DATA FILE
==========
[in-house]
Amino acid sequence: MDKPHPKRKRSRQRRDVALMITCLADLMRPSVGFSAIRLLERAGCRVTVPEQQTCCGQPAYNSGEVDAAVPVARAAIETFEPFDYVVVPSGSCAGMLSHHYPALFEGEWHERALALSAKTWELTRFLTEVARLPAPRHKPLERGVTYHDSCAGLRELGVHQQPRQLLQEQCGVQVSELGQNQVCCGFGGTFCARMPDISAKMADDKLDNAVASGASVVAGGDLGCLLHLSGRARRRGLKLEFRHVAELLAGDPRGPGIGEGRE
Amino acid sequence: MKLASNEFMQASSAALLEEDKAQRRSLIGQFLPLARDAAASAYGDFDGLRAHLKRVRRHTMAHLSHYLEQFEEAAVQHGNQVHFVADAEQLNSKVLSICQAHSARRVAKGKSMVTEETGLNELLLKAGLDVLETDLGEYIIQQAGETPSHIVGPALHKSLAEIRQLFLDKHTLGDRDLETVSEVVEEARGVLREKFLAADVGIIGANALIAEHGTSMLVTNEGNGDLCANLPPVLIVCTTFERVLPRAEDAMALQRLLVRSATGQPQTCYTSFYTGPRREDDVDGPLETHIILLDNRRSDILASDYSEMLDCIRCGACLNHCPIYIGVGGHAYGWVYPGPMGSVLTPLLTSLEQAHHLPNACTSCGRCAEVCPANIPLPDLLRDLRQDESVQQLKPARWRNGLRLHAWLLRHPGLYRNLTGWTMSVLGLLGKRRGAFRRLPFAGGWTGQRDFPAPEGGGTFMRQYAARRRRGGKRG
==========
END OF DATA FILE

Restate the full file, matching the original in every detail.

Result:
[in-house]
Amino acid sequence: MDKPHPKRKRSRQRRDVALMITCLADLMRPSVGFSAIRLLERAGCRVTVPEQQTCCGQPAYNSGEVDAAVPVARAAIETFEPFDYVVVPSGSCAGMLSHHYPALFEGEWHERALALSAKTWELTRFLTEVARLPAPRHKPLERGVTYHDSCAGLRELGVHQQPRQLLQEQCGVQVSELGQNQVCCGFGGTFCARMPDISAKMADDKLDNAVASGASVVAGGDLGCLLHLSGRARRRGLKLEFRHVAELLAGDPRGPGIGEGRE
Amino acid sequence: MKLASNEFMQASSAALLEEDKAQRRSLIGQFLPLARDAAASAYGDFDGLRAHLKRVRRHTMAHLSHYLEQFEEAAVQHGNQVHFVADAEQLNSKVLSICQAHSARRVAKGKSMVTEETGLNELLLKAGLDVLETDLGEYIIQQAGETPSHIVGPALHKSLAEIRQLFLDKHTLGDRDLETVSEVVEEARGVLREKFLAADVGIIGANALIAEHGTSMLVTNEGNGDLCANLPPVLIVCTTFERVLPRAEDAMALQRLLVRSATGQPQTCYTSFYTGPRREDDVDGPLETHIILLDNRRSDILASDYSEMLDCIRCGACLNHCPIYIGVGGHAYGWVYPGPMGSVLTPLLTSLEQAHHLPNACTSCGRCAEVCPANIPLPDLLRDLRQDESVQQLKPARWRNGLRLHAWLLRHPGLYRNLTGWTMSVLGLLGKRRGAFRRLPFAGGWTGQRDFPAPEGGGTFMRQYAARRRRGGKRG